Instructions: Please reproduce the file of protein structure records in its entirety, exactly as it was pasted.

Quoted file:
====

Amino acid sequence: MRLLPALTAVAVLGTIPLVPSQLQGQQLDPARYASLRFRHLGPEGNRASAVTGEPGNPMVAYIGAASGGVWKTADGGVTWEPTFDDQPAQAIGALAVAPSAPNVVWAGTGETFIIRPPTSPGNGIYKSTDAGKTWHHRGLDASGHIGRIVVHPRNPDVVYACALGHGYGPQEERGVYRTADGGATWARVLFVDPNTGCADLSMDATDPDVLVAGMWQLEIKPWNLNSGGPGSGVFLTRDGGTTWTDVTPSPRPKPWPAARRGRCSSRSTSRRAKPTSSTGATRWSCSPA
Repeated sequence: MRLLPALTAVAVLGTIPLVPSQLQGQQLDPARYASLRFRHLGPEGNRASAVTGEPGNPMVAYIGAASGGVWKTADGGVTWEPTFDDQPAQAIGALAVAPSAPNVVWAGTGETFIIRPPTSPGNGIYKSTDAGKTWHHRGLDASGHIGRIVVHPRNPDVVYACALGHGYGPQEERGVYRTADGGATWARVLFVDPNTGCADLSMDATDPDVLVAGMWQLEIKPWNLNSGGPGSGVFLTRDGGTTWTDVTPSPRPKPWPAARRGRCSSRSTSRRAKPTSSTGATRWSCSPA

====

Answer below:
Amino acid sequence: MRLLPALTAVAVLGTIPLVPSQLQGQQLDPARYASLRFRHLGPEGNRASAVTGEPGNPMVAYIGAASGGVWKTADGGVTWEPTFDDQPAQAIGALAVAPSAPNVVWAGTGETFIIRPPTSPGNGIYKSTDAGKTWHHRGLDASGHIGRIVVHPRNPDVVYACALGHGYGPQEERGVYRTADGGATWARVLFVDPNTGCADLSMDATDPDVLVAGMWQLEIKPWNLNSGGPGSGVFLTRDGGTTWTDVTPSPRPKPWPAARRGRCSSRSTSRRAKPTSSTGATRWSCSPA
Repeated sequence: MRLLPALTAVAVLGTIPLVPSQLQGQQLDPARYASLRFRHLGPEGNRASAVTGEPGNPMVAYIGAASGGVWKTADGGVTWEPTFDDQPAQAIGALAVAPSAPNVVWAGTGETFIIRPPTSPGNGIYKSTDAGKTWHHRGLDASGHIGRIVVHPRNPDVVYACALGHGYGPQEERGVYRTADGGATWARVLFVDPNTGCADLSMDATDPDVLVAGMWQLEIKPWNLNSGGPGSGVFLTRDGGTTWTDVTPSPRPKPWPAARRGRCSSRSTSRRAKPTSSTGATRWSCSPA